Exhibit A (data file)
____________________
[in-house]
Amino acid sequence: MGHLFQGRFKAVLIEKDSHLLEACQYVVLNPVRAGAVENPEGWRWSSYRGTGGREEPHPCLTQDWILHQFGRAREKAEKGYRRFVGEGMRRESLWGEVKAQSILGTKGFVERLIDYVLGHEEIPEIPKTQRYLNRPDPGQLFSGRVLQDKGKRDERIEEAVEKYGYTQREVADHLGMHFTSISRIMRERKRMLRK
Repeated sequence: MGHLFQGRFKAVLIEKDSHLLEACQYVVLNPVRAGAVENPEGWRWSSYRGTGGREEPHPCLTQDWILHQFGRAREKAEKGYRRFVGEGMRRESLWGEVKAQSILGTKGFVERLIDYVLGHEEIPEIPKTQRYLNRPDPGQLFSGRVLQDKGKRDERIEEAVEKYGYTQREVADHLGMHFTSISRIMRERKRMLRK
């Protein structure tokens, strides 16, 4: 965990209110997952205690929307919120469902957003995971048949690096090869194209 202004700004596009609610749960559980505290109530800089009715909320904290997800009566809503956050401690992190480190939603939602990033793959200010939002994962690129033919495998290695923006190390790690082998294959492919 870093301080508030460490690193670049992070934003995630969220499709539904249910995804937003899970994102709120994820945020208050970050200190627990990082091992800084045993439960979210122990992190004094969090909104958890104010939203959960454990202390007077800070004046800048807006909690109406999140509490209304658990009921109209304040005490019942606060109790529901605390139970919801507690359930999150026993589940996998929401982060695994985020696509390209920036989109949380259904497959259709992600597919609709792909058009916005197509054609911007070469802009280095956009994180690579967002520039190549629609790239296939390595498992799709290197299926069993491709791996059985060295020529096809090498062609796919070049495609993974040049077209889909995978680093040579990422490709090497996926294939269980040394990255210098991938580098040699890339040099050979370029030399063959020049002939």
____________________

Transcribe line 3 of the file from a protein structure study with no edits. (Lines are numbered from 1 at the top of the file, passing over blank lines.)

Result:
Repeated sequence: MGHLFQGRFKAVLIEKDSHLLEACQYVVLNPVRAGAVENPEGWRWSSYRGTGGREEPHPCLTQDWILHQFGRAREKAEKGYRRFVGEGMRRESLWGEVKAQSILGTKGFVERLIDYVLGHEEIPEIPKTQRYLNRPDPGQLFSGRVLQDKGKRDERIEEAVEKYGYTQREVADHLGMHFTSISRIMRERKRMLRK